17. Hello, I recently made a post about some finds collected from a marine Cenomanian bonebed, but I was so distracted with identifying the hesperornithine bones from the mix of vertebrate remains that I haven't had a chance to positively ID some of the marine reptile teeth found in the assemblage... The teeth in the top row all appear to be from the same species, and are highly compressed, lingually. They appear striated, but are actually completely smooth, and have no occurences of serrations on the edges. I had another really nice one about the same length as that long one but a friend is holding on to it now, so regretably no pics. The second row are also all superficially similar. Notice the prominent, striated ridges which occur only on the middle portion of the tooth, from the end of the root to about 3/4 to the tip. This occurs on all but the middle tooth, which is completely smooth, leading me to believe that it might have belonged to a different species entirely. All of the teeth are more or less round at the bottom. Marine reptiles reported from this formation include indeterminate elasmosaurs and pliosaurs, as well as a dolichosaur suspected to be a certain Coniasaurus crassidens. I suppose my two main questions are as follows, -Do the teeth at the top belong to an elasmosaur or pliosaur? They quite appear different from examples I've looked at online from either group, so I'm a little stumped. -Do the teeth from the bottom row belong to Coniasaurus, and if so, does the tooth without ridges come from a different group than the one with ridges? (it's the only one I found that looks like that, by the way, from among the hundreds of teeth recovered from the bonebed)... As always, any extra input is always welcome. Thanks for your attention.
  18. Nodosaur Tooth

    I was looking at a number of teeth in my collection and I had this labeled as an Ankylosaur tooth, but looking at it I am thinking it is a Nodosaur tooth. I know that this tooth came from Canada, but have no other info on it. @Troodon ?
  19. Favosites sp. from the Devonian Hungry Hollow member in Arkona, Canada. One of the more interesting corals I've collected, I'm trying to narrow down the species if possible. Any ideas?
  20. Is this a fossil?

    Hi everyone, I hope I am posting this correctly... I was working on the Wabasca River in Norhern Alberta and I picked up this rock in the river for one of our substrate measurements. It looks so different I wondered if it could be a fossil or an impression of a fossil. I haven't the foggiest idea where to start looking to identify it so I joined this group in hope that someone might shed light on it. Thanks for any help, I didn't get the best photo but I tried Emily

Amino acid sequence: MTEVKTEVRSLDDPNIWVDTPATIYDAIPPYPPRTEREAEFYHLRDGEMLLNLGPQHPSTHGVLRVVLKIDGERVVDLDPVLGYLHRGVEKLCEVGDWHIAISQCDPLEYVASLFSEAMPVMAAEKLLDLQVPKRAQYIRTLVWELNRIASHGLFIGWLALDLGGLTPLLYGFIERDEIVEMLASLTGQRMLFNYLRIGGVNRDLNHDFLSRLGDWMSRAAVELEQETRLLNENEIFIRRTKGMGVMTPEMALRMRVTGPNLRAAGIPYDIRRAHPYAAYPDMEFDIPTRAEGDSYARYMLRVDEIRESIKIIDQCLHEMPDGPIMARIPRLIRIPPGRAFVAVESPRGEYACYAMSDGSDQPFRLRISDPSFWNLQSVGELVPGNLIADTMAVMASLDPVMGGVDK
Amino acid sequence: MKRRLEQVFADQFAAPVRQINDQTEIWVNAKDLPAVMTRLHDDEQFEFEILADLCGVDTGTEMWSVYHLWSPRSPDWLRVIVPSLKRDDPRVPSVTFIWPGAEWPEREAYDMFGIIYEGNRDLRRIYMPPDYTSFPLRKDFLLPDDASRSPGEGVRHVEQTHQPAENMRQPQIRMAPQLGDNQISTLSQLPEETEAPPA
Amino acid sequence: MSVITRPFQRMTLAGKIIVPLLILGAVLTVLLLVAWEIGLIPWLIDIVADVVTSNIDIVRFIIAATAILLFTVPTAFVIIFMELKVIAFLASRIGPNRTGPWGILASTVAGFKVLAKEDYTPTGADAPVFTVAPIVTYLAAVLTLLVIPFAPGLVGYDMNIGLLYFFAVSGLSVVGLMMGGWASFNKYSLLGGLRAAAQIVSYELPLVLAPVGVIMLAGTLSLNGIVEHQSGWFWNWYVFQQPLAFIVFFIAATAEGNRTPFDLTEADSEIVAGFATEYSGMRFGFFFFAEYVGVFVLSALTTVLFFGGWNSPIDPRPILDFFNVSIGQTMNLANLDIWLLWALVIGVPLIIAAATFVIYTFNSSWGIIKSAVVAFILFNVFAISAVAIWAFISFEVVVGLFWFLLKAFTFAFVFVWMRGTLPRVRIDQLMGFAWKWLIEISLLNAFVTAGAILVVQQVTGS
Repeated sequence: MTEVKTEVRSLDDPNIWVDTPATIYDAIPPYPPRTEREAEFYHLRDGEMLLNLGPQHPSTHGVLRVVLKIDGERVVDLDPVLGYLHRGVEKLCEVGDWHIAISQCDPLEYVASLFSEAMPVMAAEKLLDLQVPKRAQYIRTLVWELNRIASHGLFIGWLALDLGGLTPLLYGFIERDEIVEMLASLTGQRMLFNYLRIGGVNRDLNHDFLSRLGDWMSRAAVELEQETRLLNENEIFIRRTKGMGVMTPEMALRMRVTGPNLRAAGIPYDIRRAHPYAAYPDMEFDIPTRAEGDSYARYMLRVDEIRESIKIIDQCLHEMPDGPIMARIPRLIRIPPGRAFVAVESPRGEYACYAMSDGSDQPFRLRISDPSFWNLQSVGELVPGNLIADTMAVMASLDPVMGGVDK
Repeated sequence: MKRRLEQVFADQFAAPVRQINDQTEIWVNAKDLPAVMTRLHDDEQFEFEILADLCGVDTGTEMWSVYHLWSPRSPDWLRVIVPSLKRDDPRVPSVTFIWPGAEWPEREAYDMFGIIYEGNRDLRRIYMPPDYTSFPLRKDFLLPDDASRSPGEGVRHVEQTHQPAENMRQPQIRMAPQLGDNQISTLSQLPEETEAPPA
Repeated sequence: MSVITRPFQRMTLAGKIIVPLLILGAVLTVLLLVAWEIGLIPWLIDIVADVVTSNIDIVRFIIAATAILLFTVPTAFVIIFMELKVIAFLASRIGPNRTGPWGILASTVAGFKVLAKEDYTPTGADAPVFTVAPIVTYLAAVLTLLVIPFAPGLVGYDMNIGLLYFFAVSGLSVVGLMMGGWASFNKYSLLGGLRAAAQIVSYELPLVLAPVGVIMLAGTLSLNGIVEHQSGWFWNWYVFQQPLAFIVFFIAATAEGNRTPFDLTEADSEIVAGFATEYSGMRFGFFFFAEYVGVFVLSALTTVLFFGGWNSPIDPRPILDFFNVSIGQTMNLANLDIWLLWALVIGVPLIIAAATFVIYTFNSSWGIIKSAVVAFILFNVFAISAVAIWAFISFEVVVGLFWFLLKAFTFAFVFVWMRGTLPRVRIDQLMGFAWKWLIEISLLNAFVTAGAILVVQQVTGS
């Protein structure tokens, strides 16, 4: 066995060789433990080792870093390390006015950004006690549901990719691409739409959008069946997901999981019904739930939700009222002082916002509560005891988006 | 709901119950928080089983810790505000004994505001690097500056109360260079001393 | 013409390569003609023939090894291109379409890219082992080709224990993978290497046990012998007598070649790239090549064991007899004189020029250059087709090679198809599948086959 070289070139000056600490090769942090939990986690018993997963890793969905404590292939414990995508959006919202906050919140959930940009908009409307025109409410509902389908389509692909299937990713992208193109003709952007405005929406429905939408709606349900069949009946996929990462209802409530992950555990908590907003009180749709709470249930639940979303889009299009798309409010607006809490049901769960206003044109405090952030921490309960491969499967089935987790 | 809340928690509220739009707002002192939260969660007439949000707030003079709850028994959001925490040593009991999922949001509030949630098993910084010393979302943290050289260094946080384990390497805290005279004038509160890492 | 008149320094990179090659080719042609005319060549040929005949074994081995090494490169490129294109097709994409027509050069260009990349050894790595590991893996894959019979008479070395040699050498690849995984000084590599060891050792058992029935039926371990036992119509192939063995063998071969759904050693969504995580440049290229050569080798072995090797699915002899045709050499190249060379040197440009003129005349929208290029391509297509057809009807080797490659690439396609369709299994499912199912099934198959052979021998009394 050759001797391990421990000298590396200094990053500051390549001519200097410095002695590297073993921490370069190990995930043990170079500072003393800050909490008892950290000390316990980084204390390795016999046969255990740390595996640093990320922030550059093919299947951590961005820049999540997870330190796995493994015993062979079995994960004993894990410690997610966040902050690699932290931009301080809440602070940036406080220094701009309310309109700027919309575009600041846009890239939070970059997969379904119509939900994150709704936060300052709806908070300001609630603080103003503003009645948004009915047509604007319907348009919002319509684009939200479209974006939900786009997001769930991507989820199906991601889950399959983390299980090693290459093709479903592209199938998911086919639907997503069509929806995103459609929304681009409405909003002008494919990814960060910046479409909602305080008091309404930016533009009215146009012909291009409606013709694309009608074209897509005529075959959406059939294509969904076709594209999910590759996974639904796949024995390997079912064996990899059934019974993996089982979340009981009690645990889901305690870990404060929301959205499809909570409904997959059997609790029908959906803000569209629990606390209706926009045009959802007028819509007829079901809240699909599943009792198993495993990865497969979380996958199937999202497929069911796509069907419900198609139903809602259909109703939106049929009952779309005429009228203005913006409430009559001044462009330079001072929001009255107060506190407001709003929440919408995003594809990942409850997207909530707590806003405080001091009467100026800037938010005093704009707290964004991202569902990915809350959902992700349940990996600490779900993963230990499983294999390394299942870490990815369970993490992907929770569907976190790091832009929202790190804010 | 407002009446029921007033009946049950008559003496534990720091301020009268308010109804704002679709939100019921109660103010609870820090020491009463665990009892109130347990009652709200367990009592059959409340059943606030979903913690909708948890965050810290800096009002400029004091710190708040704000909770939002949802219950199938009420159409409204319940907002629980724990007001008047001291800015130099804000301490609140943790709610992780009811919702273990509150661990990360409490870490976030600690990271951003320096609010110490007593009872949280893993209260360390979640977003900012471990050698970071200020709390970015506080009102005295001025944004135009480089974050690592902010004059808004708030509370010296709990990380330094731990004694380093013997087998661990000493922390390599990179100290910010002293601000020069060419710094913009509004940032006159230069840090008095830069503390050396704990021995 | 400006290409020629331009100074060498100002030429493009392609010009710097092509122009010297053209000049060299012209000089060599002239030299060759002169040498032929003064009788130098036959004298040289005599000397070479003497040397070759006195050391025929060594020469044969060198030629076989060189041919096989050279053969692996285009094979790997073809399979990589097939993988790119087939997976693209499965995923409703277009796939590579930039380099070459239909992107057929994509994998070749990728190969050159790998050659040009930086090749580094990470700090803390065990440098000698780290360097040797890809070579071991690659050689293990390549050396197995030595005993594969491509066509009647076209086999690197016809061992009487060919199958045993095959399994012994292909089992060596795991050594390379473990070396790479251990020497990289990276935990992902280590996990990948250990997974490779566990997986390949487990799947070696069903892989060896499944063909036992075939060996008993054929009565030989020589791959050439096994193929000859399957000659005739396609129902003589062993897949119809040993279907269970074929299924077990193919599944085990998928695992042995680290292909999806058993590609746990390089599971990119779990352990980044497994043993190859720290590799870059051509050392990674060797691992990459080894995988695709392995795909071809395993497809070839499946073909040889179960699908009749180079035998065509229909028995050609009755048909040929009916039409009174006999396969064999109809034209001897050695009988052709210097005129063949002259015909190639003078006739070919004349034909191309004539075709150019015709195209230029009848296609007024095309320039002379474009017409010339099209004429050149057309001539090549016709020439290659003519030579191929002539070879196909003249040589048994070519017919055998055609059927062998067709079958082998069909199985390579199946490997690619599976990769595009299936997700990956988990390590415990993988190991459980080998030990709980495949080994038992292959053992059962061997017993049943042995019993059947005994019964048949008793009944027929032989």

21. What's this?

    This was sitting in my yard when I bought this house. The owner found it but didn't know what it was. Now every time I walk by it, it bugs me. Anyone have any idea's? The fossil's here on Vancouver Island are cretaceous sea creatures for the most part if that helps. Thanks!
  22. Exceptional fossils may need a breath of air to form University of Texas at Austin, November 6, 2019 https://phys.org/news/2019-11-exceptional-fossils-air.html https://www.sciencedaily.com/releases/2019/11/191106112109.htm https://www.eurekalert.org/pub_releases/2019-11/uota-efm110519.php Exceptionally preserved Jurassic sea life found in new fossil site by University of Texas at Austin https://phys.org/news/2017-01-exceptionally-jurassic-sea-life-fossil.html The paper is: A.D. Muscente Et Al, Taphonomy Of The Lower Jurassic Konservat-Lagerstätte At Ya Ha Tinda (Alberta, Canada) And Its Significance For Exceptional Fossil Preservation During Oceanic Anoxic Events, Palaios (2019). DOI: 10.2110/Palo.2019.050 https://pubs.geoscienceworld.org/sepm/palaios/article/34/11/515/574686/TAPHONOMY-OF-THE-LOWER-JURASSIC Martindale, R.C., Them, T.R., Gill, B.C., Marroquín, S.M. and Knoll, A.H., 2017. A new Early Jurassic (ca. 183 Ma) fossil Lagerstätte from Ya Ha Tinda, Alberta, Canada. Geology, 45(3). https://par.nsf.gov/servlets/purl/10066020 https://vtechworks.lib.vt.edu/bitstream/handle/10919/81874/Geology 2017 Martindale-2.pdf?sequence=1 Yours, Paul H.
  23. Centrosaurus Bone

    Hi I recently found out what this bone came from from my first post I turns out it’s from a Centrosaurus Aperatus I found out from a Centrosaurus leg bone that looks exactly like this from the Centrosaurus bone bed in Dinosaur Provincial Park Alberta Canada open to any opinions.